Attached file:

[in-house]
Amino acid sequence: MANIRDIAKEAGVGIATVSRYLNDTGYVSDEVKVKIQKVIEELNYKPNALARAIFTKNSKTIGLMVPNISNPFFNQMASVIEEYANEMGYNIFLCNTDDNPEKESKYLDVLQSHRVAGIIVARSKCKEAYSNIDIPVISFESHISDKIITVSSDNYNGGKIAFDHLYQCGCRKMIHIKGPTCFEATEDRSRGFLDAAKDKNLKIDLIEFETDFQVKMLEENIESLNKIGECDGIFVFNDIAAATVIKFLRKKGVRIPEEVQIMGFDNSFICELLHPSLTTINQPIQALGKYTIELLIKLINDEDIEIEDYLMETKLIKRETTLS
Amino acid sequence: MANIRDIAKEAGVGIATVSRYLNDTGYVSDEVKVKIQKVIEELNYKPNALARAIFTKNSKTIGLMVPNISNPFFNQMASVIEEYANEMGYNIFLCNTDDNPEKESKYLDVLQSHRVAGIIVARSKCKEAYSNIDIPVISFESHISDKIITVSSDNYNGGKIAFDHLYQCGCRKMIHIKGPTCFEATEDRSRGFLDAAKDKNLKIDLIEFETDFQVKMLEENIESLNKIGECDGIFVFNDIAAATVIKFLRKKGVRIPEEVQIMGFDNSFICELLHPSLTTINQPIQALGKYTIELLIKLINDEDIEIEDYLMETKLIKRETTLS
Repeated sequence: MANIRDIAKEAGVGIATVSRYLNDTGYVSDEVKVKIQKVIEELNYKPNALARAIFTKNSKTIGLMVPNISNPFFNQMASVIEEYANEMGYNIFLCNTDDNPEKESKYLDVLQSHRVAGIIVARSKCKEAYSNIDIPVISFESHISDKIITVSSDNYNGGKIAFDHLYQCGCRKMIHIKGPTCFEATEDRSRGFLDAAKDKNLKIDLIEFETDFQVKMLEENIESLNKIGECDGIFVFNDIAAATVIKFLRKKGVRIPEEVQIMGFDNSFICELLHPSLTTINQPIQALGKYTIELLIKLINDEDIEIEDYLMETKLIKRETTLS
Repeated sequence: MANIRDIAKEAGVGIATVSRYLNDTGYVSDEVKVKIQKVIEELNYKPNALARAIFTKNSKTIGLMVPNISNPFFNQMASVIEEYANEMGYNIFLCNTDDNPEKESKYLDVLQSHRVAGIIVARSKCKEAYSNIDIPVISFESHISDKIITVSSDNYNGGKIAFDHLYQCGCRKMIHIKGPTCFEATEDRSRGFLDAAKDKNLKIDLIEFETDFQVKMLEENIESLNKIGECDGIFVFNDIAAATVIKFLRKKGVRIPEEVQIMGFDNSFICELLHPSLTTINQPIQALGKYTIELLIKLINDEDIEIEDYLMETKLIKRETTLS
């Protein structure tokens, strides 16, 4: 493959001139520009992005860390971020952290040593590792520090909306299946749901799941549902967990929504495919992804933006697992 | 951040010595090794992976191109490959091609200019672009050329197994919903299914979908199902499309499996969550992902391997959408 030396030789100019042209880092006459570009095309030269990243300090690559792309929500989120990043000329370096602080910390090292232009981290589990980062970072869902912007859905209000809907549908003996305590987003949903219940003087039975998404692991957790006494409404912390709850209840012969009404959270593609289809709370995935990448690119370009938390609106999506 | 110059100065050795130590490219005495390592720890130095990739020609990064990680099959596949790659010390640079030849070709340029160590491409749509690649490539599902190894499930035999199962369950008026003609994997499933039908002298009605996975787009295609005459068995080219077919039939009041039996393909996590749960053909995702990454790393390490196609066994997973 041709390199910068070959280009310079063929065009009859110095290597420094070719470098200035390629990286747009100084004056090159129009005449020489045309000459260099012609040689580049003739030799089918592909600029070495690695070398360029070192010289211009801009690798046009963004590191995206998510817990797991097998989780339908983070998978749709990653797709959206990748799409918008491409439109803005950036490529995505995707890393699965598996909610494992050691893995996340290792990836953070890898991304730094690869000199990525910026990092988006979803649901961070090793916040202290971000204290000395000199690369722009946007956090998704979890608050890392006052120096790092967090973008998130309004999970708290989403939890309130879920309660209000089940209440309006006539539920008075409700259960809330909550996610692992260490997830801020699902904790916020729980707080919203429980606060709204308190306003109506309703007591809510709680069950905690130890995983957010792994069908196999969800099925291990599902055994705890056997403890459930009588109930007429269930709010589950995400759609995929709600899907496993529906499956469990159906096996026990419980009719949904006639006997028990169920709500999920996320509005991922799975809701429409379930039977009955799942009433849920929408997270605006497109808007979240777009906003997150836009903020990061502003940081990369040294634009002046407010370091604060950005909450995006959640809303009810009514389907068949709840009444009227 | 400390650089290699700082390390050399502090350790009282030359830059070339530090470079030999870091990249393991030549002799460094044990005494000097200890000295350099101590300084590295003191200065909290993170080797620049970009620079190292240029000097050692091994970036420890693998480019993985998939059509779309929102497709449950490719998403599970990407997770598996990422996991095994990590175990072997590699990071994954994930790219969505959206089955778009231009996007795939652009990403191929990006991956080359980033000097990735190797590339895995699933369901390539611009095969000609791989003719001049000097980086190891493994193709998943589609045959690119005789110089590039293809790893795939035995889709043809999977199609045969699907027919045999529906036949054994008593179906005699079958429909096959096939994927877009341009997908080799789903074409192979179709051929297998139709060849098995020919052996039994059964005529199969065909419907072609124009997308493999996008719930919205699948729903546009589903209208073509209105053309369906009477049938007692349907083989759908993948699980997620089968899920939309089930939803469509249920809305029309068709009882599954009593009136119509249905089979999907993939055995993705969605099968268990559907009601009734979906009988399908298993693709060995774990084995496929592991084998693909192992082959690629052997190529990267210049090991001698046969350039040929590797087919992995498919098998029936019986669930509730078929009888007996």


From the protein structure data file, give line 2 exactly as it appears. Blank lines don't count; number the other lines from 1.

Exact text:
Amino acid sequence: MANIRDIAKEAGVGIATVSRYLNDTGYVSDEVKVKIQKVIEELNYKPNALARAIFTKNSKTIGLMVPNISNPFFNQMASVIEEYANEMGYNIFLCNTDDNPEKESKYLDVLQSHRVAGIIVARSKCKEAYSNIDIPVISFESHISDKIITVSSDNYNGGKIAFDHLYQCGCRKMIHIKGPTCFEATEDRSRGFLDAAKDKNLKIDLIEFETDFQVKMLEENIESLNKIGECDGIFVFNDIAAATVIKFLRKKGVRIPEEVQIMGFDNSFICELLHPSLTTINQPIQALGKYTIELLIKLINDEDIEIEDYLMETKLIKRETTLS